Letter from America

This is an article I wrote back in 2001!  But just found a copy on an old backup I made years ago.  So I thought I would add it to my blog.

Letter from America

My name is Jon Stephenson and I’m a Brit living in Southern California.  I get back to the UK about 4 or 5 times a year for business.  Each visit I purchase a copy of your excellent magazine.  I have been meaning to submit my ‘project’ for some months, but you know how it is…..  If you do publish this article, please pick a good charity for the 100 quid, donated by the “frogeye lovers of the world”.

Ever since I purchased my first ‘frogeye’ many years ago while in the RAF I have loved the little car.  Like most classic car owners, I had no plans of buying another one.  BUT, I saw an advert in a local car trader magazine for a sorry looking little white ‘bugeye’.   Who was it said “two countries, separated by a common language”?  $2000 later I was the proud owner of it, that was four years ago.  After getting it home I checked it out, a real Southern California car, NO REAL BAD RUST.  A couple of minor ‘dings’ and about fifteen coats of different colour paint.

So now I’ve got it, what to do with it.  Go for a factory renovation, no, that would be boring.  Go for a fun renovation, yes!  And so the fun began.  The engine needed a re-build, so out it came.  The gearbox was ‘shot’.  Then I remembered about an outfit in Australia that made a conversion kit for ‘moggies’ to allow the A series to mate with a Toyota gearbox.  And after a few fax’s and a couple of phone calls, I ordered the kit.   Five-speed, all synchromesh, but would it fit!  One of the nice things about living in the ‘hotrod’ capital of the world is the number of great engineering shops available.

Good engineering drawings are a must!

And the wonders of the American ‘double’ garage.  ‘Double’ is an American measurement based on the size of a typical ‘yank tank’.  I could fit three frogeye’s in mine.  So the frogeye was stripped down and the cutting began.  I did all the basic fitting then took the car to a friend’s ‘hotrod shop’ for the real welding.  The little frogeye looked quite lost in his shop, surrounded by all the massive ‘hotrods.

Rollbar makes a handy lifting point.  Nice wide rims (Maglite copies)


2×4 was just about right!

With the (1275cc) engine re-build, the Toyota gearbox and the conversion kit altogether the real work of getting it to fit started.  The rear gearbox mounting had to be changed and moved back about 4 inches (yes, we still use them!).  Also, a small notch had to be made for the slave cylinder.  The heater was removed to allow extra height and it’s not like I need one.


Now that’s a great combination.

The engine and gearbox all done, with an alternator, oil cooler/filter, Genuine WEBER 45 DCOE, twist shock to stop the engine from twisting off its mounts and electronic ignition distributor.  A lot of the gear I fitted said “Not Street Legal in California” but the car never goes through any test or inspection, so…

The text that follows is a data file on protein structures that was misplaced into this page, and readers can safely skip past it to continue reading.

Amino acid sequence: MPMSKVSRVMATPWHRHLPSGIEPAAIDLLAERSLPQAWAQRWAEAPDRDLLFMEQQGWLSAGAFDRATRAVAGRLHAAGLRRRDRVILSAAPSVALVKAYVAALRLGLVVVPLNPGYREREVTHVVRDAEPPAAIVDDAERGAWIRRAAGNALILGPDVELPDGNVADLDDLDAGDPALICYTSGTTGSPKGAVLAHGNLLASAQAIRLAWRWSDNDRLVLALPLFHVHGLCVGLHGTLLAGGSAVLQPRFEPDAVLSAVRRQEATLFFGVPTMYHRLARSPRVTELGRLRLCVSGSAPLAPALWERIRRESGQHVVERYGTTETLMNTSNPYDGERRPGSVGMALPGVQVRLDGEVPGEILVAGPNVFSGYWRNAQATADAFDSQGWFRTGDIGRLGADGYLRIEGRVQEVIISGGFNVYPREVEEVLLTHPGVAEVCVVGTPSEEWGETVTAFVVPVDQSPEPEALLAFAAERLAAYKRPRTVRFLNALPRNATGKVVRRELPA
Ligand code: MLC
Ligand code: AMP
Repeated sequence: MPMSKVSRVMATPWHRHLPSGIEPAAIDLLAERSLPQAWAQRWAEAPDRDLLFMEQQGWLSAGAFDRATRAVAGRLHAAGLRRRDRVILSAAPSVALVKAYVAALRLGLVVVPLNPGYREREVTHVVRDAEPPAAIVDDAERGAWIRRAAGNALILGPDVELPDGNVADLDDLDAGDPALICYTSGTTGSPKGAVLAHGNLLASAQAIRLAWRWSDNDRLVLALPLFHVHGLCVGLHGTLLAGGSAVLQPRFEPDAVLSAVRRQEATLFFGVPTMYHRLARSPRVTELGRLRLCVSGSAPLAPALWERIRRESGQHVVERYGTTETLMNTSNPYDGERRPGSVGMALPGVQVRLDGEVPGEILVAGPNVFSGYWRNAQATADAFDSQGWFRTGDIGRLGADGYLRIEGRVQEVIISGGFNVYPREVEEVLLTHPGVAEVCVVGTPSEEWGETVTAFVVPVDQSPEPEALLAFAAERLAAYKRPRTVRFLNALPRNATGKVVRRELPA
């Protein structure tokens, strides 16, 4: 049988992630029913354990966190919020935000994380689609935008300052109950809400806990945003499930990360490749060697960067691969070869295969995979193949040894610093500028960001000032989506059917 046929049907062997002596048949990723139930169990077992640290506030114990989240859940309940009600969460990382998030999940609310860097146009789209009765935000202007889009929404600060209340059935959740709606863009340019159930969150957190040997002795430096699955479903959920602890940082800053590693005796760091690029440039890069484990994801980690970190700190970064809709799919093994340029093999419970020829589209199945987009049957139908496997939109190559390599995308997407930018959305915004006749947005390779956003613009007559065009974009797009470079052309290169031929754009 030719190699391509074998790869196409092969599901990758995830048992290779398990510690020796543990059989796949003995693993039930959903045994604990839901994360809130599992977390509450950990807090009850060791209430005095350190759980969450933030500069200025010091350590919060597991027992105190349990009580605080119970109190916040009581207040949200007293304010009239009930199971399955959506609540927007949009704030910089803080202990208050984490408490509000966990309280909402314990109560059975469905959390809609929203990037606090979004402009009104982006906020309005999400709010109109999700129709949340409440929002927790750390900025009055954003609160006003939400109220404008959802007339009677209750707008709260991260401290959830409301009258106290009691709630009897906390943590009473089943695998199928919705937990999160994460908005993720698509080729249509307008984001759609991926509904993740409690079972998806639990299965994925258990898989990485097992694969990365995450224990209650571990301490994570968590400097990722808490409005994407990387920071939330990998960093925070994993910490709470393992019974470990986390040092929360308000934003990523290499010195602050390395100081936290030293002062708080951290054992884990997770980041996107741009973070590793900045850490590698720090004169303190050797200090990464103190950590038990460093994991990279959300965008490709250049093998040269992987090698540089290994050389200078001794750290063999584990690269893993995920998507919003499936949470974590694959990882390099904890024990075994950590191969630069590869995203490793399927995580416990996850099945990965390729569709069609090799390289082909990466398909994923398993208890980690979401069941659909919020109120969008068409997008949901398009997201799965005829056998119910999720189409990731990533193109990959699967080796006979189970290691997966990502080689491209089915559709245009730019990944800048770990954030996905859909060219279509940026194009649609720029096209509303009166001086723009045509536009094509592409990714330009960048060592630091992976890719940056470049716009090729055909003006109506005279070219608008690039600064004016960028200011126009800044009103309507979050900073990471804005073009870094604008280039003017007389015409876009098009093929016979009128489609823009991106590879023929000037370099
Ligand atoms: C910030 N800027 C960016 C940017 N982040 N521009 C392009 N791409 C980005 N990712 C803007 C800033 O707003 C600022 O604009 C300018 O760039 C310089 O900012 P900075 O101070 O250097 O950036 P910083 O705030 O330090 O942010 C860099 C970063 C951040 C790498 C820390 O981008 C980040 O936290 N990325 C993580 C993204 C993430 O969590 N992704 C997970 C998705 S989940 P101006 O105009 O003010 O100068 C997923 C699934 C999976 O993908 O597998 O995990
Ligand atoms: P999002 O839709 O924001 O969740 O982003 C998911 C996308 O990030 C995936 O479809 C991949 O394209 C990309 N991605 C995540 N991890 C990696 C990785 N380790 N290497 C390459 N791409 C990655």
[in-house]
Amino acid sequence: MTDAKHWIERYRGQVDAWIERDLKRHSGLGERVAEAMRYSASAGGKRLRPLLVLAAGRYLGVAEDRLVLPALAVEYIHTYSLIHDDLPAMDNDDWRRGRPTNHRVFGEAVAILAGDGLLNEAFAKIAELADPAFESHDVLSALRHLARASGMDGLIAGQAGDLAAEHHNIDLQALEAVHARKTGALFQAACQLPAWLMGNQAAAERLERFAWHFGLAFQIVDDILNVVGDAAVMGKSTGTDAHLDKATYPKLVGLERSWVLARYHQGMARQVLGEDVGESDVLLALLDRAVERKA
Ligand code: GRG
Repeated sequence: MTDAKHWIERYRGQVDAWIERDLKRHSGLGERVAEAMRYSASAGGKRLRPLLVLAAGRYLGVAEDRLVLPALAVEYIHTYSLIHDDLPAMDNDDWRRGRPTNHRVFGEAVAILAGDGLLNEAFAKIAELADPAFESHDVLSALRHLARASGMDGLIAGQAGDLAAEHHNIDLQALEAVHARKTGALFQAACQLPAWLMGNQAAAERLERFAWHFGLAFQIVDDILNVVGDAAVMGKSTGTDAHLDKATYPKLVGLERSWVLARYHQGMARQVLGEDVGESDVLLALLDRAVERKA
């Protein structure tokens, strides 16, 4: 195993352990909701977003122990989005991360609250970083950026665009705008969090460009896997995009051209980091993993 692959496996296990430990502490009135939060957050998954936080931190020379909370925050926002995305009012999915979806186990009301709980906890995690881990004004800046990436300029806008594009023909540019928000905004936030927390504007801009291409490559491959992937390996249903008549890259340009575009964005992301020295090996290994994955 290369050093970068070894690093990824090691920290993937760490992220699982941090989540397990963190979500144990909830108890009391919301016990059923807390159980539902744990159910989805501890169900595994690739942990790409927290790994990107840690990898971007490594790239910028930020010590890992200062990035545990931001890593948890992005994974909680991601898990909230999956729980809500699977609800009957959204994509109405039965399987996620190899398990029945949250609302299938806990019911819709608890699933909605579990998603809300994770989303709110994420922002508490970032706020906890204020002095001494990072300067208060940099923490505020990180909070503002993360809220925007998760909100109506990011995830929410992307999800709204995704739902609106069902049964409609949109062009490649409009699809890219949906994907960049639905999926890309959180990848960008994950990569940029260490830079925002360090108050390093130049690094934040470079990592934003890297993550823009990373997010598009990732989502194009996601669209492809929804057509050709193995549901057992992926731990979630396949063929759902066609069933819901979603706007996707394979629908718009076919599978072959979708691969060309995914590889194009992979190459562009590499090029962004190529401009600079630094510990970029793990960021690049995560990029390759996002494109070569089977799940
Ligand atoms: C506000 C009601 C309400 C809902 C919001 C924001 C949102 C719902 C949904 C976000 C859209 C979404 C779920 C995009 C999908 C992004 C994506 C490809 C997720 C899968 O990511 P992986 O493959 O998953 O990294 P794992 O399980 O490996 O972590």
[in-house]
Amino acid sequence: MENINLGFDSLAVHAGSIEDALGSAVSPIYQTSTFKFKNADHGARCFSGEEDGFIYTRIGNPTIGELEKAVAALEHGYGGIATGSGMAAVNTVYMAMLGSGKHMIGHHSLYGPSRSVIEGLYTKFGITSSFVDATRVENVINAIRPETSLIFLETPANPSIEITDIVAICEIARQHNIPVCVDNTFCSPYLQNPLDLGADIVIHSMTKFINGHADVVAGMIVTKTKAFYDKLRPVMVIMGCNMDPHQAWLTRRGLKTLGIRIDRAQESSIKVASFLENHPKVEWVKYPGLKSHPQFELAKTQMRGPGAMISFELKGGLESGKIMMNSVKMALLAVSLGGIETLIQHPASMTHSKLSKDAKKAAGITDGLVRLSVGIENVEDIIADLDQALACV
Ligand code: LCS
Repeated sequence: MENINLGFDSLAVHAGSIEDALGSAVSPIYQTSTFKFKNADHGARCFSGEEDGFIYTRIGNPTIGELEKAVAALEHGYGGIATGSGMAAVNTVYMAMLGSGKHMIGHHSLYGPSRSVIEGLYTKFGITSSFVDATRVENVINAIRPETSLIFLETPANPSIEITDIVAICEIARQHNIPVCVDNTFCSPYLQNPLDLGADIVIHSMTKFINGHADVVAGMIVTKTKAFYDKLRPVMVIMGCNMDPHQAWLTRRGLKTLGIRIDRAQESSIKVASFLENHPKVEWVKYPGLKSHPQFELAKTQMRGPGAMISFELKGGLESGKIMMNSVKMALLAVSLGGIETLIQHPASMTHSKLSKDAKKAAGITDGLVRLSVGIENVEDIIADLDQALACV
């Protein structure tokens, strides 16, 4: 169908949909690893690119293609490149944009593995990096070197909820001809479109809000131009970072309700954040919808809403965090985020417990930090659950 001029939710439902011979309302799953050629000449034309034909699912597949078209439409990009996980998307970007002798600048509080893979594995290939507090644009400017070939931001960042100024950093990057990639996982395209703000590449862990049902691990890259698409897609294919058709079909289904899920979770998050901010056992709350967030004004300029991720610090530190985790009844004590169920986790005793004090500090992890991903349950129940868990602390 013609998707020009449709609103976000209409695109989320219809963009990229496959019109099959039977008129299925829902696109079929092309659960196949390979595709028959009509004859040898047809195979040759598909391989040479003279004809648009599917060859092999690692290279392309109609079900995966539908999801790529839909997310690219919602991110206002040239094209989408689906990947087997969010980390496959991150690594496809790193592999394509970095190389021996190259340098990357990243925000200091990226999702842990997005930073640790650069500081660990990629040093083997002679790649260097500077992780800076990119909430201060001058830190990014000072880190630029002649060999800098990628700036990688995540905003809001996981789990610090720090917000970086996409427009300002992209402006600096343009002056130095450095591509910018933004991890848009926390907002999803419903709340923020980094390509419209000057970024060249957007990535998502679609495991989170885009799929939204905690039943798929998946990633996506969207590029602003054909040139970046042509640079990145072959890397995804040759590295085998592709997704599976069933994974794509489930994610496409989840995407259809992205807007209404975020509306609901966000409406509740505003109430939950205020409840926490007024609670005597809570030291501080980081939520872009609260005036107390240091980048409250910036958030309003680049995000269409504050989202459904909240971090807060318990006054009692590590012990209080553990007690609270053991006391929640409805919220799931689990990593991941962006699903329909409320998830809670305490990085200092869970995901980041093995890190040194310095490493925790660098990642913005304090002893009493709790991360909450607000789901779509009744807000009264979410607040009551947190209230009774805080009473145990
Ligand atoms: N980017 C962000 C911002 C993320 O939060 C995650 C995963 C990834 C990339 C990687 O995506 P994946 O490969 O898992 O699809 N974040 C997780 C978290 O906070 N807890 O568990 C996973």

Real shock absorber.

While all this was taking place, I changed the front breaks to disk, added a brake servo and re-built the rear breaks.  Also some better shocks front and rear.  Roll (sway) bars were added front and rear and an electric fuel pump was added.


Ready for the Toyota gearbox.

The prop shaft was a little bit of a problem!

Left frogeye. Right Toyota.


Problem resolved, and balanced.



A cross member was added to provide strength for the hinges and two drain pipes completed the job.  Once all the paint was stripped, a couple of rust stops had to be fixed on the door pillars, then it was time to paint. I picked a nice sensible colour for the heat of California, black!!  Well, maybe not, but it does look good.  You can also see one of the mounts for the rear roll bar.


The handle from the bonnet was perfect for the new boot lid.


Two other major body changes then took place.  One, the front was made to open forward, but as it was a steal bonnet we added some steal to strengthen it.

Welded on places that would not show on the steel bonnet.


Some much easier to work on.

Complete with electric cooling fan, oil cooler and some of the complete wiring harness I made.  The bonnet can be completely removed by disconnecting two cable connectors and sliding out the two quick release pip pins that make the hinges and removing one bolt from the support arm.

I moved all the “stuff” that was mounted on the engine bay area and the brake servo is under the panel where the heater used to be.

Two fuses, what two fuses.  All in the passenger’s footwell plus the coil.

When I made the wiring harness I created two main busses, one direct from the battery and one through the ignition switch.  The two fuses on the left are for the alarm system

All covered with some perspex and marking what each fuse is for.


Then the whole lot is covered with leather-trimmed carpet.


Now for the interior.  One of my best mates just happens to be one of the top upholsters in the area and does a lot of the concourse winners.  So Dan and I selected grey English square weave carpet and grey Mercedes-Benz leather.  Two hides later, seats, door trim, roll bar and trim was covered in leather.


We even got some buy to come to a die the speaker grills grey.


The battery had to go in the new boot.


But then gets nicely covered up.


Leather, leather and even more leather!


With burl veneer dash added.


Dan even made two leather covered aluminium to go onto the chassis beams.


Even the steering wheel got the leather and burl veneer treatment.




Even the petrol pipe to the tank got the leather treatment.









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